Yesterday was one of those days where everything was falling into place. I had a lot of odds and ends to finish up with, but the satisfaction of seeing those project get done was really motivating and it kept me pushing to do more. I love when that happens. I finally got the cheese tray photographed. In speaking with my editor, I also found out that I still had several weeks until it was due to be in New Jersey at the magazine. After running right on deadline since last fall, it was a s...
Well, I finally feel like I actually accomplished something! While part of me knows that I work just about every day, sometimes I feel that unless I see something tangible at the end of the day, I didn’t get anything done. It seems like forever since I was able to present a new project, and even though I know it hasn’t been that long, with all the other things that have been going on lately, I feel like I have been slagging lately. Yesterday was a good day. Finally, a day ...
As promised, here’s the final outcome of Roy Underhill’s Mystery Mallet. As you can see, I shaped the handle a little differently than they showed in the magazine. I like the squared-off handle better. I also stained the head one color and then applied several coats of tung oil to the whole thing. Thanks, again, to venues like LJ, Roy Underhill, and the folks over at Popular Woodworking. My woodworking is better because of you all.
Last year I got a pile of Ash logs from the city when they were taking down beetle infested trees in my neighborhood.I’ve been using bits of it here and there for small projects and barbecues.I’m doing a small table for my lady and have taken photos of my process for milling firewood sized chunks into thin slats for a rustic tabletop. Here be the log:I use the jointer to square two sides. All I need is two flat and square reference surfaces to register against the fence and ta...
Dear Saint Roy, I like you a lot more this week. Lots. Sincerely, Mallet Boy in PA ———————If you haven’t gotten a copy of the April 2012 issue of Popular Woodworking, do it today. That’s where this insanity all got started. But I’m telling you, I never could have launched into this if it weren’t for that article. They do a great job. Check them out. The second attempt with the hardwood turned out to be much ...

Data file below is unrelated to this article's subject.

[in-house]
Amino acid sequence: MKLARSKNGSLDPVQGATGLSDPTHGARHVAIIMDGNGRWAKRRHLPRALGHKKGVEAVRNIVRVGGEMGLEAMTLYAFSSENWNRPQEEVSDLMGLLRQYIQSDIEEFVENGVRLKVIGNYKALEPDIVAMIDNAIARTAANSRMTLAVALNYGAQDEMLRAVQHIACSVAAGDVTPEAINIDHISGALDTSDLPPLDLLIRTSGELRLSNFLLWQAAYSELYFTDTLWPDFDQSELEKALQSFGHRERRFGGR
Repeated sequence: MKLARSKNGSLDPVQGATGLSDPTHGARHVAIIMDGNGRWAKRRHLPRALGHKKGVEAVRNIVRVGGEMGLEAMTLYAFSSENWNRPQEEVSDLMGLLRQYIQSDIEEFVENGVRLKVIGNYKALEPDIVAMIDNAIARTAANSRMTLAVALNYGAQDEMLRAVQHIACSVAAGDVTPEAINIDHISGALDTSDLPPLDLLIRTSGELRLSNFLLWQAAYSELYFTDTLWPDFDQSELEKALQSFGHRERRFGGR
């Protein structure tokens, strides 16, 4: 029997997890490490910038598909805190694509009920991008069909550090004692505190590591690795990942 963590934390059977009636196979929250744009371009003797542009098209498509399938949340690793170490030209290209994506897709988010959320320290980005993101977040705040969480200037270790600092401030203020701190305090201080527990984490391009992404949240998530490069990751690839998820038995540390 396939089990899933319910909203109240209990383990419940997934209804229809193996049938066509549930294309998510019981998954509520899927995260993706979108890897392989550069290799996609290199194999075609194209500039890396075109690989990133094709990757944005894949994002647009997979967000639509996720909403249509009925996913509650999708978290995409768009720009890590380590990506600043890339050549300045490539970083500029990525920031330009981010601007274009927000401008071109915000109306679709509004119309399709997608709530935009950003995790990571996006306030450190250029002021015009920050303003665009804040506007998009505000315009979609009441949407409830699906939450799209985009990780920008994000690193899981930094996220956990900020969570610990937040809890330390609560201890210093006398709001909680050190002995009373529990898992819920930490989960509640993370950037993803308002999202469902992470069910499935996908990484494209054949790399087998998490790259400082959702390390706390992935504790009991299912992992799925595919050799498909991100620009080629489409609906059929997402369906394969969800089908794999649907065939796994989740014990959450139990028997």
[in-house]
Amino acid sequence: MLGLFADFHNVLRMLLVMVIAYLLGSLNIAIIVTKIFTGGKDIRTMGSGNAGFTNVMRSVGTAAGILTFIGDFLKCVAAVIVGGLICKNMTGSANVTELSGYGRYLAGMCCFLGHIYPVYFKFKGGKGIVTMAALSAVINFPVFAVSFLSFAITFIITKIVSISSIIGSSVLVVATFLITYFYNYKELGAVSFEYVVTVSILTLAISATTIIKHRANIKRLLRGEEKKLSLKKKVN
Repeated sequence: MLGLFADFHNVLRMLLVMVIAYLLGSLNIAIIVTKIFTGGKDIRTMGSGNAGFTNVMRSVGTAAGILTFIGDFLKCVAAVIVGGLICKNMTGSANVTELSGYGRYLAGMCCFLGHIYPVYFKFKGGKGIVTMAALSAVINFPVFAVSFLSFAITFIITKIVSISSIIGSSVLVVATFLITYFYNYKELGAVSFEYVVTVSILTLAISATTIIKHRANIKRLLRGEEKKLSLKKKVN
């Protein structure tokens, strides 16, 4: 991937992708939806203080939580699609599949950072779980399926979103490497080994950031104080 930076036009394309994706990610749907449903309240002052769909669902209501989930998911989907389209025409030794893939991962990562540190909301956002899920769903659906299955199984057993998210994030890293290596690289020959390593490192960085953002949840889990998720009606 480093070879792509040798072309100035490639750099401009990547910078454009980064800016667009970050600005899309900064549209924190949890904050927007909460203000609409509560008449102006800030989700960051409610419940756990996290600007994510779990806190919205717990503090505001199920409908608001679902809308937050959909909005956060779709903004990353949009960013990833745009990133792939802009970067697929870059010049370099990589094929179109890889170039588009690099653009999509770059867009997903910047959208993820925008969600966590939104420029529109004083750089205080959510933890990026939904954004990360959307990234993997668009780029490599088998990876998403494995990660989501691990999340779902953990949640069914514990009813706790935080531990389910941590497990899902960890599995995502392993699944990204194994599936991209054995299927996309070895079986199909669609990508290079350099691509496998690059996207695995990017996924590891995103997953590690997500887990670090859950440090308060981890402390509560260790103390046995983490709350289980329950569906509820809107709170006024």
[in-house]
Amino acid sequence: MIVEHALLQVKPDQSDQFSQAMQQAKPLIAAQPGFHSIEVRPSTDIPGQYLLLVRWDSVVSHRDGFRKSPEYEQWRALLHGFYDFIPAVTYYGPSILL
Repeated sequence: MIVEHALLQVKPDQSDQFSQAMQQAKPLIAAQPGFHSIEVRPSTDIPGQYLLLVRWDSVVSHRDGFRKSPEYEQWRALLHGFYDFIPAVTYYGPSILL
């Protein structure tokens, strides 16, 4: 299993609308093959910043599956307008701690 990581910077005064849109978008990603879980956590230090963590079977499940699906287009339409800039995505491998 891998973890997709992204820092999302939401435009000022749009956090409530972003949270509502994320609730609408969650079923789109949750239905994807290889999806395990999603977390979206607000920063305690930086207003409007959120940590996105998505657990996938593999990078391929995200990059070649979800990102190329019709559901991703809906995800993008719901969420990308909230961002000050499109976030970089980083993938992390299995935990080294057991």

a week ago I won a Hamilton Drafting table in a surplus auction from my local university, since then I have been sanding my hands off to re finish it. The biggest challenge has been the drawing surface. it had been used in a machine shop and had many straight line cuts in it as well as a number of pits and chips from machined metal parts. I have now done three applications of joint compound to fill these cuts and dips and am happy with the surface. I have sanded it down to a 320 grit and will...
My Journey As A Scroll Saw Pattern Designer #583: A Day Without Communication - Making Lemonade from Lemons
So you all thought I took the day off? I suppose that you could say that, although it wasn’t a choice of mine. It seems that the black cat must have really put her spell on my on Friday the 13th after all. Around 8pm Friday night the unthinkable happened – my internet went down. All of a sudden, I was getting the dreaded “server not found” error on my screen. When Keith checked his computer, it was the same thing. We fiddled with our modem a while and then I de...
Quick post here – 0400 comes awfully early… Here is my rough drawing of how I will lay out my shop. NOTES: ShopVac will be under the bench ShopSmith is questionable at this point, but it’s the only jointer I have right now, so it stays for now Brown rectangles with thick black border are workbenches Restricted area is immovable, lost space The purple area is the lazy susan that will hold the 4 tools as noted If you’ve got ideas, recommendations or ...
Hello everyone, a few people have asked me for plans on how to build the folded slotted chair I made so I decided to give it my best shot to measure the pieces and give a description on how it was done, so here we go. Wood Used: Ash Parts List:1 1/2” x 3/4” x 48”: 21 1/2” x 3/4” x 38”: 21 1/2” x 3/4” x 36”: 71 1/2” x 3/4” x 34”: 21 1/2” x 3/4” x 15 3/4”: 91 1/2” x 3/4” x 6”: 12 ...
- My Journey As A Scroll Saw Pattern Designer - 1694 parts
- Extremely Average - 324 parts
- Workshop Development - 107 parts
- Just for Fun... - 97 parts
- A journey into the workshop. - 92 parts
- Daily Update - 87 parts
- "Hobbit Holes in MyWorld" --by RusticWoodArt - 77 parts
- As The Lathe Turns - 76 parts
- WoodWriting Haiku Thursday's --by RusticWoodArt - 74 parts
- Life as an Amateur Woodworker - 69 parts
- Sheila Landry (scrollgirl) - 1719 entries
- frank - 417 entries
- dbhost - 403 entries
- degoose - 397 entries
- Ecocandle - 325 entries
- MsDebbieP - 314 entries
- Karson - 305 entries
- Martin Sojka - 296 entries
- mafe - 286 entries
- William - 258 entries
- shipwright - 231 entries
- Betsy - 228 entries
- Stevinmarin - 212 entries
- stefang - 212 entries
- Gary Fixler - 204 entries
- Todd A. Clippinger - 203 entries
- robscastle - 196 entries
- Smitty_Cabinetshop - 191 entries
- Dave Rutan - 191 entries
- Rustic - 190 entries